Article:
So, all in all, Doctor’s Best Collagen approach by Tablets is what I believe is the best supplement option of the entire brand.
Reviews | Less Than One In 20 People Are Unhappy With The Products
Another cool and fascinating thing to look at is customer feedback. Hence, for the purpose of this section, we will be looking at the Doctor’s Best Collagen reviews and all that they encompass.
As already we covered at the beginning of the article, the product pages for the supplements of this review do not really have a customer review section. What they have is sort of a feed where we get to see a few of those that have been left on either Amazon or iHerb.
But this hardly gives real idea as to what the customer comments have been like. Mostly that’s because they only feature five-star ratings but that’s pretty useless if we’re hunting the truth.
So, I did some researching by all third-party sellers and retailers. It took me a while since the brand is more than a single supplement but here’s what I found for each of the different products.
When it comes to Doctor’s Best Collagen Powder reviews, I managed to find 9,057 in total. Of these, 8,723 were positive (three-star, four-star, five-star) and 334 were negative. Thus, a global success rate of 96.3%. Which is a really high one for a Collagen supplement.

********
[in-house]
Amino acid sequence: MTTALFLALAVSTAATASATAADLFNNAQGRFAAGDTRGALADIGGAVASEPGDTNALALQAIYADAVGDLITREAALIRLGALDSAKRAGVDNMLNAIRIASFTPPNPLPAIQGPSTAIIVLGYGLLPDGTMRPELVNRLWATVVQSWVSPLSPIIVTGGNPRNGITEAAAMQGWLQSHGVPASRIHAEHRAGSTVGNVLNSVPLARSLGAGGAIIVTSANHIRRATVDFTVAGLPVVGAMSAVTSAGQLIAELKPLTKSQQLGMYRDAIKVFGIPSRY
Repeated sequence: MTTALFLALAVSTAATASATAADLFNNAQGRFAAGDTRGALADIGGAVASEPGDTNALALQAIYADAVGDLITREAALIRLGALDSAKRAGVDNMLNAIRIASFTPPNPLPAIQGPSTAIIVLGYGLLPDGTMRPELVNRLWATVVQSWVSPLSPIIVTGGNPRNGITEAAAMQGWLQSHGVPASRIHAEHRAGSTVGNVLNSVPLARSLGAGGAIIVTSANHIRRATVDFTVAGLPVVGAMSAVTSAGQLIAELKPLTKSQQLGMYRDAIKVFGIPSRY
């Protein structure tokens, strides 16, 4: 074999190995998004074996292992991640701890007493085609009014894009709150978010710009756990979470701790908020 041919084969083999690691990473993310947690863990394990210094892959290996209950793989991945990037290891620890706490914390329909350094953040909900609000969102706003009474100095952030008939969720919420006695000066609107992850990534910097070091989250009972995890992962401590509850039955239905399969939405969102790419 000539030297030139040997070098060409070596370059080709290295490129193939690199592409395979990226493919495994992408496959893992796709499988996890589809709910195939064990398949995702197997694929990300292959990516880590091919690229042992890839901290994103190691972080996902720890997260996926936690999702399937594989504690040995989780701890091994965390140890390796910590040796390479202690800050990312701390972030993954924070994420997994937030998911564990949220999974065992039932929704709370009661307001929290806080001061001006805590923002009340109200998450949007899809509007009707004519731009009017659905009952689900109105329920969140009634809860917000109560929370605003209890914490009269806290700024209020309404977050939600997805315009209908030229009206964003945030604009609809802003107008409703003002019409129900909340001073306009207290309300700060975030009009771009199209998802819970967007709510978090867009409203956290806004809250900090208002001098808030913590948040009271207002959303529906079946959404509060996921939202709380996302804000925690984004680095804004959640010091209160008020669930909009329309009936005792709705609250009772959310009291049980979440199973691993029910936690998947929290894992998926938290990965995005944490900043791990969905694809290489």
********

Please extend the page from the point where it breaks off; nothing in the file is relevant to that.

As far the Peach version of the Doctor’s Best Powder goes, I found only 118 pieces of feedback. It’s likely so scarcely commented on because it hasn’t been around for that long. Still, the success rate is really nice since 112 ratings were positive and 6 were negative. In other words, that’s a success rate of 94.9%. Again, that’s very high.
As for the Doctor’s Best Collagen Capsules reviews, I found only about a third of what the unflavored Powder has. Meaning, in total, it was 3,193 pieces of feedback where 3,122 were positive and 71 were negative. To do the math, that’s 97.8%. Which is the highest success rate of all.
Lastly, for Doctor’s Best Collagen Tablets reviews, I came across 8,488 ratings. Here, 8,228 were good and 260 were bad. But in percentages, that’s 96.9%.
So, to say that these products are well-received, I believe that it would be an understatement. Plus, the most fascinating thing is that the success rates are consistent and staying high across the entire brand. I mean, it doesn’t really fall off with any of the versions which is something I’ve seen so often with other supplements.
I mean, take the Vital Proteins Collagen Peptides (review). It has great and success rate for the unflavored option. But then, come the flavored ones, and those go even below 50%. Such a massive difference. And something like the Ancient Nutrition Multi Collagen Protein (review) is, essentially, the same.
So, props for Doctor’s Best, it definitely seems that they’ve managed to pull of the Peach Powder as well. Which is awesome.
On that note, yes, many absolutely swear by these supplements. But what have been the causes for people not liking them?